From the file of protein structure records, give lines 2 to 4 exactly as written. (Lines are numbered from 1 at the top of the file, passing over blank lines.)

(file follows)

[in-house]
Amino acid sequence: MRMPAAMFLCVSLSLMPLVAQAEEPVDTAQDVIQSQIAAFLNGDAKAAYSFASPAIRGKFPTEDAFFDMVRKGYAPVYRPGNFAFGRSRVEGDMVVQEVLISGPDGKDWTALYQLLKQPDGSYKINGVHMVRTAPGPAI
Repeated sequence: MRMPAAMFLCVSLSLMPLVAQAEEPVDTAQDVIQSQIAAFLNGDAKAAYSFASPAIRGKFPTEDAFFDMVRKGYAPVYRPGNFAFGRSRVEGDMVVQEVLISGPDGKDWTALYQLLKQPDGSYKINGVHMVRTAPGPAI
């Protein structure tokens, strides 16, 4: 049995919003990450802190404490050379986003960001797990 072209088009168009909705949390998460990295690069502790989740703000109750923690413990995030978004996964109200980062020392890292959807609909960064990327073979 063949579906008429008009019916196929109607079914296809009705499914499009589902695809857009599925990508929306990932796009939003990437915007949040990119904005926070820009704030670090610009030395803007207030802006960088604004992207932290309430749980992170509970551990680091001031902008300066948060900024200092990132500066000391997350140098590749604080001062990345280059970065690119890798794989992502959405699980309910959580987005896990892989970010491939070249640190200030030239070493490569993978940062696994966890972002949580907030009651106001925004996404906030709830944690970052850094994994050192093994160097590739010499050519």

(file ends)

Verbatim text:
Amino acid sequence: MRMPAAMFLCVSLSLMPLVAQAEEPVDTAQDVIQSQIAAFLNGDAKAAYSFASPAIRGKFPTEDAFFDMVRKGYAPVYRPGNFAFGRSRVEGDMVVQEVLISGPDGKDWTALYQLLKQPDGSYKINGVHMVRTAPGPAI
Repeated sequence: MRMPAAMFLCVSLSLMPLVAQAEEPVDTAQDVIQSQIAAFLNGDAKAAYSFASPAIRGKFPTEDAFFDMVRKGYAPVYRPGNFAFGRSRVEGDMVVQEVLISGPDGKDWTALYQLLKQPDGSYKINGVHMVRTAPGPAI
């Protein structure tokens, strides 16, 4: 049995919003990450802190404490050379986003960001797990 072209088009168009909705949390998460990295690069502790989740703000109750923690413990995030978004996964109200980062020392890292959807609909960064990327073979 063949579906008429008009019916196929109607079914296809009705499914499009589902695809857009599925990508929306990932796009939003990437915007949040990119904005926070820009704030670090610009030395803007207030802006960088604004992207932290309430749980992170509970551990680091001031902008300066948060900024200092990132500066000391997350140098590749604080001062990345280059970065690119890798794989992502959405699980309910959580987005896990892989970010491939070249640190200030030239070493490569993978940062696994966890972002949580907030009651106001925004996404906030709830944690970052850094994994050192093994160097590739010499050519």